"It's essentially what we call a water mass tracer," Martin said. "You can tell where the water masses have formed and where they have moved to by using this tracer."
The researchers took samples that had been shown to have old carbon in them and measured the neodymium isotopes on fish teeth from the sediments to see if they could reconstruct whether they had come from the North Pacific or the Southern Ocean, she said.
"When we did this, we got a signal that looks very much like the Southern Ocean," she said. "It implies that all the carbon was being stored in the Southern Hemisphere and as the ice sheet melted back, it released that carbon dioxide into the atmosphere, causing part of the big increase in carbon dioxide and introducing old carbon back into the atmosphere."
By giving information about environmental conditions during the last glacial period, the research findings can help scientists to reconstruct what the world was like at that time, she said.
The implications are that while large amounts of carbon could be stored in the ocean when there was a great deal of sea ice, the opposite is the case in a world that is warming, with less ice, which allows more carbon dioxide to be released into the atmosphere, Martin said. Thus, in a warming scenario the oceans may not be able to store as much carbon dioxide as they could under glacial conditions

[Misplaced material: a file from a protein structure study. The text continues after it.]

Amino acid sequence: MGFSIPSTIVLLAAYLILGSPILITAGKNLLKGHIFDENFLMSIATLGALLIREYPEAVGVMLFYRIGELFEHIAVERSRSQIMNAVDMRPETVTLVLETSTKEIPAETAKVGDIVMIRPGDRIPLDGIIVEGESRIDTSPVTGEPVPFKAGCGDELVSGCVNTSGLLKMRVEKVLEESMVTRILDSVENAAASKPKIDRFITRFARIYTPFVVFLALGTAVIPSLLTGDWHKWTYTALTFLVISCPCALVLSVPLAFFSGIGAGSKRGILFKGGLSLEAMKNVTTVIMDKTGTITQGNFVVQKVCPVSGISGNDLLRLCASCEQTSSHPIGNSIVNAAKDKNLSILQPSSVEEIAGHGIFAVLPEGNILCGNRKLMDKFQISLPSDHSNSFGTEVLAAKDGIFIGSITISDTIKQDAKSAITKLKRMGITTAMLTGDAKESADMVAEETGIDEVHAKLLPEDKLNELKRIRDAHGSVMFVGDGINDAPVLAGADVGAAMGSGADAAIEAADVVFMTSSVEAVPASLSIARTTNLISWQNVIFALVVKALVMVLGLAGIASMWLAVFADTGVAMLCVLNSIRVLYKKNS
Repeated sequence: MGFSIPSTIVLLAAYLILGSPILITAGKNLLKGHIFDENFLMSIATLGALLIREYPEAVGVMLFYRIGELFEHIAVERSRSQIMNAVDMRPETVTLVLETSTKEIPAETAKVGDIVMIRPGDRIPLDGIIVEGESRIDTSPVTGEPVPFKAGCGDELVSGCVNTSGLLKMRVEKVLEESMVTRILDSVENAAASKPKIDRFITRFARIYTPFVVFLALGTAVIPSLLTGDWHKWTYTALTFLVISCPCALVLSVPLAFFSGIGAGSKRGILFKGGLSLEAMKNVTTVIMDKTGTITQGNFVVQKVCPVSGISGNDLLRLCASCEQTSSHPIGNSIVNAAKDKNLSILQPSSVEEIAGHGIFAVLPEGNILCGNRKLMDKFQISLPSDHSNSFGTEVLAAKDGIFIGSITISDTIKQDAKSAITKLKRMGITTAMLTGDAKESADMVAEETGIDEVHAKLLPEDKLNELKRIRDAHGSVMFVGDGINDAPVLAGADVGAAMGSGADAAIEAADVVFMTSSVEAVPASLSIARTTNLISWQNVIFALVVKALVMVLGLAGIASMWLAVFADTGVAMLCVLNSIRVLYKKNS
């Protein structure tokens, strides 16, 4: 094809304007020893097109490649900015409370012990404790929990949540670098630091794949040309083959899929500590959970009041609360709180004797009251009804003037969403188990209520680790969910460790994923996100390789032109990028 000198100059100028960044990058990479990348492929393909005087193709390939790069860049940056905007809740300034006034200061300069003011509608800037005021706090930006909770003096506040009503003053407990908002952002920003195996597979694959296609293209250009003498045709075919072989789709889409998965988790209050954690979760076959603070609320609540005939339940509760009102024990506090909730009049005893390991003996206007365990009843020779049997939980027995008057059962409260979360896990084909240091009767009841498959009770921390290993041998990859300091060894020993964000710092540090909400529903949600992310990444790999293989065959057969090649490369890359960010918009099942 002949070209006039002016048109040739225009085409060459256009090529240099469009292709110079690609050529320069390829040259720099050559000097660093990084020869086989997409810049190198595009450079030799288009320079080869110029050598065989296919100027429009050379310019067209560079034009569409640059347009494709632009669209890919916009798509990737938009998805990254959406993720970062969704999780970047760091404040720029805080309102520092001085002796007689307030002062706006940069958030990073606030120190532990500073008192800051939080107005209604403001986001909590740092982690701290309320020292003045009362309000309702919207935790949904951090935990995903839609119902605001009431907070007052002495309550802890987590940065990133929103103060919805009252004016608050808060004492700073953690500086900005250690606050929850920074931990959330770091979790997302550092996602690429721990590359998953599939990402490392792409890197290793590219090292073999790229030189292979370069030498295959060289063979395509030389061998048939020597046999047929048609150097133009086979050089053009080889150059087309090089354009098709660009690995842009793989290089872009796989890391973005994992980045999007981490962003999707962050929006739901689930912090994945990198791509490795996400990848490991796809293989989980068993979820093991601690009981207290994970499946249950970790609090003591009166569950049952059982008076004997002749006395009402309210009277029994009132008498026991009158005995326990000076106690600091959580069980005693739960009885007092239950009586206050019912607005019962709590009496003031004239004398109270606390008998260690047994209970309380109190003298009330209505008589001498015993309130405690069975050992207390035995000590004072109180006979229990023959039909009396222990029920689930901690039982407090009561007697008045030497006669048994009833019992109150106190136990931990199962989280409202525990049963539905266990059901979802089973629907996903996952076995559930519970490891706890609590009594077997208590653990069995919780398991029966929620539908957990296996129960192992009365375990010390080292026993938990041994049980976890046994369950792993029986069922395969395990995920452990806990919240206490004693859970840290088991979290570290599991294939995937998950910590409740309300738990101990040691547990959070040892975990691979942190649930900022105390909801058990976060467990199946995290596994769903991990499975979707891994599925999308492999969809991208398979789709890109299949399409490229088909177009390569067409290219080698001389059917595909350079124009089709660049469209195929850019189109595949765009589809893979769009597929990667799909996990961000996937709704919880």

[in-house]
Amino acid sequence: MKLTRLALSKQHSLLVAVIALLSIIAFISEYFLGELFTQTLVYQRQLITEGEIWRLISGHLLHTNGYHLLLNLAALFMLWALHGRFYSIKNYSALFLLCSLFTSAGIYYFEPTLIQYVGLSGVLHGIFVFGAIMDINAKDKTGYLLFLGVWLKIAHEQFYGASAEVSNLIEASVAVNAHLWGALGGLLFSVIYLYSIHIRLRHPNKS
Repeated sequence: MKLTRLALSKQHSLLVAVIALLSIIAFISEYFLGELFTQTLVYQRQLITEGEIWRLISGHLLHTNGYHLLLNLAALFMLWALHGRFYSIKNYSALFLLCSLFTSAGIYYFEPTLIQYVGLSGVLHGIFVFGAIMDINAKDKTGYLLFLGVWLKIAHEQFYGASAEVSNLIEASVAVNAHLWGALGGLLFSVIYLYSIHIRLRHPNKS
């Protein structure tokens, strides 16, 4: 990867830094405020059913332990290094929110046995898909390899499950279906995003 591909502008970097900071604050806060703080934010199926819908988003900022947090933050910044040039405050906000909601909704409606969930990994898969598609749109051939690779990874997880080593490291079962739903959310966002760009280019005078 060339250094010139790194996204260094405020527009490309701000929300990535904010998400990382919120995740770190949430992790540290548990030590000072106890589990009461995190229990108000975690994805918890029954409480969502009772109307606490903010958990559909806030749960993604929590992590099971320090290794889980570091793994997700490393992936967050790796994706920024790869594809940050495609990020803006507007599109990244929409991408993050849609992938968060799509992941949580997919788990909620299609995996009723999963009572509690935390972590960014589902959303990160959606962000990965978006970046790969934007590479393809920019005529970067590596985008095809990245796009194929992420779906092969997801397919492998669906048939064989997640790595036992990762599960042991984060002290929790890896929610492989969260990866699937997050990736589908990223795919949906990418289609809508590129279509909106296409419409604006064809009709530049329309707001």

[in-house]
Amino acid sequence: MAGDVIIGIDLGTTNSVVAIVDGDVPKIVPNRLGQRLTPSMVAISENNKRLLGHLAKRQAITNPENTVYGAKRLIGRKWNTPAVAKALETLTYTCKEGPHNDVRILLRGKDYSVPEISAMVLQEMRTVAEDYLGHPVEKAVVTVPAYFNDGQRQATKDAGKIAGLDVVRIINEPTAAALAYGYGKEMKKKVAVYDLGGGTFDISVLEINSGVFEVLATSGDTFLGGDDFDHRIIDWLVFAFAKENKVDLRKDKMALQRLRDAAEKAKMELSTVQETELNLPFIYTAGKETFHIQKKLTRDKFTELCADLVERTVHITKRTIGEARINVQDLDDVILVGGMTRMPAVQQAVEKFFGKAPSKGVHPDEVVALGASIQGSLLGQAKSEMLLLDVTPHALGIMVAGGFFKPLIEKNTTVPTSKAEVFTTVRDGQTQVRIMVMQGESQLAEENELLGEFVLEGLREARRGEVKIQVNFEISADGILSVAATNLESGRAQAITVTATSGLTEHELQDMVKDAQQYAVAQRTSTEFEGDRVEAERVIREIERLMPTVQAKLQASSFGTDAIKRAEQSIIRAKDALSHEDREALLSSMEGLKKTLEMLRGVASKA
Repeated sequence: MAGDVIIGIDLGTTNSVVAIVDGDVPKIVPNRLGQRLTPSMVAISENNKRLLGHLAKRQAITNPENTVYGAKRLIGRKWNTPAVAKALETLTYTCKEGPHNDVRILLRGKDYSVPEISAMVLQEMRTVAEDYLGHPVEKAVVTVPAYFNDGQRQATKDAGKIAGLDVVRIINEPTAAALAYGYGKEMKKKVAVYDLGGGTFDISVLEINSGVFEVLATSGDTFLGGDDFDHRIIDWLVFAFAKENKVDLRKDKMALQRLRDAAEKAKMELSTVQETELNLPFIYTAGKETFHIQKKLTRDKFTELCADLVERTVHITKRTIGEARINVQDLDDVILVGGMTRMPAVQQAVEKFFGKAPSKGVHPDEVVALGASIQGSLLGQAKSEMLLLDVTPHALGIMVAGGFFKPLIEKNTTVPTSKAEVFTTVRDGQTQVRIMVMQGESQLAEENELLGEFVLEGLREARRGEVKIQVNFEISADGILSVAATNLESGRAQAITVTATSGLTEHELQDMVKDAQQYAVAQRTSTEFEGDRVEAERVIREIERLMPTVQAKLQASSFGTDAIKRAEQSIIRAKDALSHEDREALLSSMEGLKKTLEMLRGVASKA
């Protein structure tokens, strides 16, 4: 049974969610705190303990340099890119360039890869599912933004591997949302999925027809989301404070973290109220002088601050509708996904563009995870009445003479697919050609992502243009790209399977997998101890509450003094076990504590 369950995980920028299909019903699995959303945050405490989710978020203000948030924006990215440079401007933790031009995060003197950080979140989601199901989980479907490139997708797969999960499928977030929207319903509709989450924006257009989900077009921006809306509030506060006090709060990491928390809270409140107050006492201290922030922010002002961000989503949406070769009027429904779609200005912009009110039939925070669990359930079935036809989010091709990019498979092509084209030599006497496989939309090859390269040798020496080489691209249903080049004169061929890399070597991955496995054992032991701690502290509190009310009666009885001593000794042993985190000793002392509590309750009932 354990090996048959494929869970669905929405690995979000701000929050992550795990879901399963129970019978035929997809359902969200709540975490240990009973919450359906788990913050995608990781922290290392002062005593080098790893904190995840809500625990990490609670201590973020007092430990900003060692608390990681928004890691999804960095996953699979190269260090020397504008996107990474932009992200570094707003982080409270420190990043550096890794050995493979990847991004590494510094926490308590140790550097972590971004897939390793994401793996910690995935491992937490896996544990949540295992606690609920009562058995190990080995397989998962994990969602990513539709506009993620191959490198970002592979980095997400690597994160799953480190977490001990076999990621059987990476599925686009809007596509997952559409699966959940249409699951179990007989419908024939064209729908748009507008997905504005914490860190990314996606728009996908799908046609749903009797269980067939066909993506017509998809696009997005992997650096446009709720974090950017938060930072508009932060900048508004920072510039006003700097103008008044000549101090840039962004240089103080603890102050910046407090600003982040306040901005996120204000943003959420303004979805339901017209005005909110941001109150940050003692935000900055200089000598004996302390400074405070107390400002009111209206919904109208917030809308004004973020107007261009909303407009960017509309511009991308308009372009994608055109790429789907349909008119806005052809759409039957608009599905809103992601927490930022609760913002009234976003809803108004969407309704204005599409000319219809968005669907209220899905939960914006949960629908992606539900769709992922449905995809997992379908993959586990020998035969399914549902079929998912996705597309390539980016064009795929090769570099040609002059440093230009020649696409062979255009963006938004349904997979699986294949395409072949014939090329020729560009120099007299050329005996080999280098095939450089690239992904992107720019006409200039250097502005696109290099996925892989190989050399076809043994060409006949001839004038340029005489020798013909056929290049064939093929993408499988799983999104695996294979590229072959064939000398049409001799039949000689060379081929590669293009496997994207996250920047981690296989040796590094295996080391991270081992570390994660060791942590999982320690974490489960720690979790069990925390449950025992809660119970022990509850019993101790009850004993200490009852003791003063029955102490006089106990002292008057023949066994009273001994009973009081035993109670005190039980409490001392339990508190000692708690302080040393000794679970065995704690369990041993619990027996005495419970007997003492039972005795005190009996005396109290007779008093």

The oceans are a critical part of the carbon dioxide cycle, Martin said. "The oceans have 60 times more carbon dioxide in them than the atmosphere, so when we worry about what's happening with carbon dioxide in the atmosphere, we often look to the oceans as a potential source or sink."
The concentration of carbon dioxide in the atmosphere during the glacial
|Contact: Ellen Martin|
University of Florida